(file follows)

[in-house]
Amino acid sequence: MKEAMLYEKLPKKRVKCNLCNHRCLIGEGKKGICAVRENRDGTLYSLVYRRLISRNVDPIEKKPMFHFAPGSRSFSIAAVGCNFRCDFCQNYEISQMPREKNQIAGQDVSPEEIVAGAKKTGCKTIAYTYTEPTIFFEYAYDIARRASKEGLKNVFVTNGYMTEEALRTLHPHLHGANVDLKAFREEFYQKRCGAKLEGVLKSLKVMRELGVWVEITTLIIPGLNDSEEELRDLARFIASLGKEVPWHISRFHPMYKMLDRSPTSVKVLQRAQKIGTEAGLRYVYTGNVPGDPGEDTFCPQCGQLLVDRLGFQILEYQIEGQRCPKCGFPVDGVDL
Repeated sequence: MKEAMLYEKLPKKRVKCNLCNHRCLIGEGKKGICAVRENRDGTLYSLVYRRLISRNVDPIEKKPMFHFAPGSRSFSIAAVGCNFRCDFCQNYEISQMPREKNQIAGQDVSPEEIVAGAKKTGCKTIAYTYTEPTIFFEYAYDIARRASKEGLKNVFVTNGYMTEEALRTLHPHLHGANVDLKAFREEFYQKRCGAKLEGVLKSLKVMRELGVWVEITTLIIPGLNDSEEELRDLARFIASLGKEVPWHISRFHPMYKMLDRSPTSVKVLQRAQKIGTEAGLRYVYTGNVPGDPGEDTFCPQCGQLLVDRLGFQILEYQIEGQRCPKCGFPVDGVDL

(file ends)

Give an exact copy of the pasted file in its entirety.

[in-house]
Amino acid sequence: MKEAMLYEKLPKKRVKCNLCNHRCLIGEGKKGICAVRENRDGTLYSLVYRRLISRNVDPIEKKPMFHFAPGSRSFSIAAVGCNFRCDFCQNYEISQMPREKNQIAGQDVSPEEIVAGAKKTGCKTIAYTYTEPTIFFEYAYDIARRASKEGLKNVFVTNGYMTEEALRTLHPHLHGANVDLKAFREEFYQKRCGAKLEGVLKSLKVMRELGVWVEITTLIIPGLNDSEEELRDLARFIASLGKEVPWHISRFHPMYKMLDRSPTSVKVLQRAQKIGTEAGLRYVYTGNVPGDPGEDTFCPQCGQLLVDRLGFQILEYQIEGQRCPKCGFPVDGVDL
Repeated sequence: MKEAMLYEKLPKKRVKCNLCNHRCLIGEGKKGICAVRENRDGTLYSLVYRRLISRNVDPIEKKPMFHFAPGSRSFSIAAVGCNFRCDFCQNYEISQMPREKNQIAGQDVSPEEIVAGAKKTGCKTIAYTYTEPTIFFEYAYDIARRASKEGLKNVFVTNGYMTEEALRTLHPHLHGANVDLKAFREEFYQKRCGAKLEGVLKSLKVMRELGVWVEITTLIIPGLNDSEEELRDLARFIASLGKEVPWHISRFHPMYKMLDRSPTSVKVLQRAQKIGTEAGLRYVYTGNVPGDPGEDTFCPQCGQLLVDRLGFQILEYQIEGQRCPKCGFPVDGVDL